Algebras

An algebra describes a new language (DSL) within a host language, in this case, Scala.

This is a tagless final encoded algebra; tagless algebra, or algebra for short: a simple interface that

abstracts over the effect type using a type constructor F[_].

Do not confuse algebras with typeclasses, which in Scala, happen to share the same encoding.

The difference is that typeclasses should have coherent instances, whereas tagless algebras could have

many implementations, or more commonly called interpreters.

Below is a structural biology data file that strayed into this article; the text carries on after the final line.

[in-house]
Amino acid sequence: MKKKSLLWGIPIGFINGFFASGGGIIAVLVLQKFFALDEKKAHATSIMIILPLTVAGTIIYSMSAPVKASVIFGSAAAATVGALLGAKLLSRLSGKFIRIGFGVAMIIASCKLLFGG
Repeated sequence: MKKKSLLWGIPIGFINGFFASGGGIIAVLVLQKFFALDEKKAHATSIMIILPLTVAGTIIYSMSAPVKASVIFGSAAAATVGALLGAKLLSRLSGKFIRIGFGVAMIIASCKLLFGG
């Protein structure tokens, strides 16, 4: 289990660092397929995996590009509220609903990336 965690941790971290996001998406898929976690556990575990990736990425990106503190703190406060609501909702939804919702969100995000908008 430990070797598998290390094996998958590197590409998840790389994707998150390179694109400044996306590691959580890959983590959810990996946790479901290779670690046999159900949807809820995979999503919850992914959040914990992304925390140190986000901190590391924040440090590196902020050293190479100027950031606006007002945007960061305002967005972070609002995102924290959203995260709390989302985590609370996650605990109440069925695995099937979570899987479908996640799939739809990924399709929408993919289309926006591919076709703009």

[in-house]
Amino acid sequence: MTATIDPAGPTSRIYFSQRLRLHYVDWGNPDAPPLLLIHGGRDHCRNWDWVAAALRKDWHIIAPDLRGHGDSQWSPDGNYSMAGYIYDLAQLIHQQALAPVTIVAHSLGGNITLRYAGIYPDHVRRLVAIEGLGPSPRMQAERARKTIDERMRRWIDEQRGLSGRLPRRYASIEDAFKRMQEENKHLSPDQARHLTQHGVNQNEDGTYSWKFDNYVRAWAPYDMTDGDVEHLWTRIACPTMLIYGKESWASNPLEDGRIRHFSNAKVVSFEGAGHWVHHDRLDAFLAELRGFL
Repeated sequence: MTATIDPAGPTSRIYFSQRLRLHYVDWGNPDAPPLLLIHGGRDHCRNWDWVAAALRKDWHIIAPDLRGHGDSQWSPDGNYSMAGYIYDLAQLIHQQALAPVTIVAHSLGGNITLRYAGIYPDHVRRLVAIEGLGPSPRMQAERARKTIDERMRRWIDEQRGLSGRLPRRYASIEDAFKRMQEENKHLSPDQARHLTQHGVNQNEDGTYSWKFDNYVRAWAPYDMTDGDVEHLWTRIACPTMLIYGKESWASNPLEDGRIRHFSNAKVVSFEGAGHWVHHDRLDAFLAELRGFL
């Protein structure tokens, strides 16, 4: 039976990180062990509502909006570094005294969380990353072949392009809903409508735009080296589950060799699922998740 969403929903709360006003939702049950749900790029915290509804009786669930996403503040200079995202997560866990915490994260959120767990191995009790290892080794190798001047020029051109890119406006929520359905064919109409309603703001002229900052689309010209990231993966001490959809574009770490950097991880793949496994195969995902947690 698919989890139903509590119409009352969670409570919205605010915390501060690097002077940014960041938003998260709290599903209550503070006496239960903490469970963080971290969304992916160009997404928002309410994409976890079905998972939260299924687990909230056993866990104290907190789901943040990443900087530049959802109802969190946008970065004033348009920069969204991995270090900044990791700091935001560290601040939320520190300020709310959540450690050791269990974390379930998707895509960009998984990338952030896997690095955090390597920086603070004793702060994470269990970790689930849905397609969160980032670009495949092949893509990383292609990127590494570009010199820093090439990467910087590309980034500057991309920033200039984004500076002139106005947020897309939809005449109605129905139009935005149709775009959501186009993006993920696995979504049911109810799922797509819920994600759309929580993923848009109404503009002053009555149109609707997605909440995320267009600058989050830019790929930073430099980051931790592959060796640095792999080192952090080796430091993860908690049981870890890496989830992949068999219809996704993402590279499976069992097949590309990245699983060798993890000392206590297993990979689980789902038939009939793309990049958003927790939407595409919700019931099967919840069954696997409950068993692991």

…

Overall, tagless algebras seem a perfect fit for encoding business concepts. For example, an algebra

responsible for managing items could be encoded as follows.

Nothing new, right? This tagless final encoded algebra is merely an interface that abstracts over the effect

type. Notice that neither the algebra nor its functions have any typeclass constraint.

If you find yourself needing to add a typeclass constraint, such as Monad, to your algebra, what you probably

need is a program.

The reason being that typeclass constraints define capabilities, which belong in programs and interpreters.

Algebras should remain completely abstract.

trait Items[F[_]] {

def getAll: F[List[Item]]

def add(item: Item): F[Unit]

}

trait Counter[F[_]] {

def increment: F[Unit]

def get: F[Int]

}

Tagless algebras should not have typeclass constraints

Tips